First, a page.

At some point, our youth will probably embrace the technology they use now as normal and question the new technologies that will be appearing in their world.  If we know anything, this process is cyclical and it will happen again, yet many will forget that.  I am not saying that we shouldn’t question and critically think about the developments in our world, but we should also not to be so quick to judge.

Which brings me to the last item that was shared with me.  Apple has recently released a new holiday ad that, to me, highlights how we often wrongly judge how people that they are not “enjoying” the moment, when they are simply enjoying it in a different way:

I have felt this judgment many times sitting in staff professional development where someone looks over at me and wonders what I am doing on their phone, yet never questions the person doodling in a notebook.  Why?  Because the notebook is familiar to most.  The interesting thing that I have learned is that I don’t even question the person “doodling” as I am not sure of their learning style and sometimes this motion helps people to process ideas.

Are all kids like the one in the Apple video? Absolutely not and it would be naive for me to say that technology hasn’t changed the way we do things. It definitely has.

Many would question the kid in the Apple video that he is not living in the moment and the device is distracting, yet I believe that sometimes documenting that moment, and having the ability to relive it over and over again, is something that is extremely powerful.  As I go into my first Christmas holidays without my dad, I am thankful that my brother was willing to take time to create this:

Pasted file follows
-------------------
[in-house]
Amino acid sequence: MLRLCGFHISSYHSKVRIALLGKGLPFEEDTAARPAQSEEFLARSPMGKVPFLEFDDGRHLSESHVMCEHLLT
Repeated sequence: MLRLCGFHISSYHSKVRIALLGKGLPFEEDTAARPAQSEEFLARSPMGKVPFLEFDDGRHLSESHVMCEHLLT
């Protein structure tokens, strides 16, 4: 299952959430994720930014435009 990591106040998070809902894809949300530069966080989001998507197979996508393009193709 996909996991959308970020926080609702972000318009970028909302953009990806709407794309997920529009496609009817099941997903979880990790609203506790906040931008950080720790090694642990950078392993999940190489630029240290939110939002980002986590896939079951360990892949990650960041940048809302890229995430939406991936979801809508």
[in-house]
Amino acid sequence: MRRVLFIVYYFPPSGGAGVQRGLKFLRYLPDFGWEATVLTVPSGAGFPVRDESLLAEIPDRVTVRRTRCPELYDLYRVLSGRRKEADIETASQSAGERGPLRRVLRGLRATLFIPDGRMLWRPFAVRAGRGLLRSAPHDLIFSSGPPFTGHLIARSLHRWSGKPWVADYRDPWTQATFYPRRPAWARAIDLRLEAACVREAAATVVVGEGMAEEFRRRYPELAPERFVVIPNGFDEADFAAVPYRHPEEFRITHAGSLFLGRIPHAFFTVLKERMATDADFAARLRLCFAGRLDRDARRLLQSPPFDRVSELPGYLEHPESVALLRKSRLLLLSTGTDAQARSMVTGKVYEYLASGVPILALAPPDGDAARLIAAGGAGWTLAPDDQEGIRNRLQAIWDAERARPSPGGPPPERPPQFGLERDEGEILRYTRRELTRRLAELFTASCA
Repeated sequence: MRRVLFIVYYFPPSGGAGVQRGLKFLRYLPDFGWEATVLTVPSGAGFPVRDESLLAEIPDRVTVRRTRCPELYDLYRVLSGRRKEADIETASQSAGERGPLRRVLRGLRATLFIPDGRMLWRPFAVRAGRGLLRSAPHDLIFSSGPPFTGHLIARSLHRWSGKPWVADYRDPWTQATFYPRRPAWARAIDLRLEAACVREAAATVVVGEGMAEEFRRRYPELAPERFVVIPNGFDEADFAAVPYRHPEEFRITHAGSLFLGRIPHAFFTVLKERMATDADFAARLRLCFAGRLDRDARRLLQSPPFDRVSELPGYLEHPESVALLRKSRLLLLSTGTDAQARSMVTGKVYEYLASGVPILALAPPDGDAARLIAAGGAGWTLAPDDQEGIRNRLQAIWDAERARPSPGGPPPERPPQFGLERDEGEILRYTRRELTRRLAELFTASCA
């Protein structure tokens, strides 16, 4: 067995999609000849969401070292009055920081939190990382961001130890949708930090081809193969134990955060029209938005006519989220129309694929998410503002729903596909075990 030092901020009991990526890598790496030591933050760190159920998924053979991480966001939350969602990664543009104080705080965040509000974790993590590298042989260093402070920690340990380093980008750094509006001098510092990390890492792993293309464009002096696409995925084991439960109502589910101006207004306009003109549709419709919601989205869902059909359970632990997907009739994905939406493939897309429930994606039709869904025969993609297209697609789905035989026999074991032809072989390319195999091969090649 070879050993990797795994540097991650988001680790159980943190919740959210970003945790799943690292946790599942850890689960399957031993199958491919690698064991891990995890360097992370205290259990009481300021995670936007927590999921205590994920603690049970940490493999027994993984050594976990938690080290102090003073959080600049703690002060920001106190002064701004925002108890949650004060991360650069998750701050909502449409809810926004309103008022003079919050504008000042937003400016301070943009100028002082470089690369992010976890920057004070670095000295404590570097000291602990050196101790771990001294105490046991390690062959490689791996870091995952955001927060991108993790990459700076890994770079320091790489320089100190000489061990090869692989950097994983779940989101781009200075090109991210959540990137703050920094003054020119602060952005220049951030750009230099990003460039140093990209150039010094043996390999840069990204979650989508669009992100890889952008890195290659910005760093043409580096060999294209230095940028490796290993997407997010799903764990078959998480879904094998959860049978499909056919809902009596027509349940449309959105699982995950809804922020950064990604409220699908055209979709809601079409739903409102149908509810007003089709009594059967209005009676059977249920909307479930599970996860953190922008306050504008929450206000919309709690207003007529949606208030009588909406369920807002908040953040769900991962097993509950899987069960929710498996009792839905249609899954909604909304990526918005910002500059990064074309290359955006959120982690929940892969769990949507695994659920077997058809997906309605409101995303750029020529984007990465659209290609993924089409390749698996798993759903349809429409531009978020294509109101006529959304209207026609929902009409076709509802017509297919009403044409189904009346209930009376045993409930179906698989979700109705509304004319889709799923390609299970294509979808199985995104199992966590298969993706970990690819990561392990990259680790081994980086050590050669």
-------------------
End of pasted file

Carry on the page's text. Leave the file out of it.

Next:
The above video creates such emotion every time I see it, and although it was not a moment that I lived in, I feel like I am living it every time I see and hear my father’s voice.  Memories are one thing, but don’t tell me that this “documentation” doesn’t create something powerful.

Instead of trying to “judge” what other people do with technology and simply wag our finger from our proverbial porch, I believe we need to try to understand the good and the bad by immersing ourselves into this world.  Just because

“A point of view can be a dangerous luxury when substituted for insight and understanding.” —Marshall McLuhan

The Innovator Mindset

cc licensed ( BY ) flickr photo shared by Moyan Brenn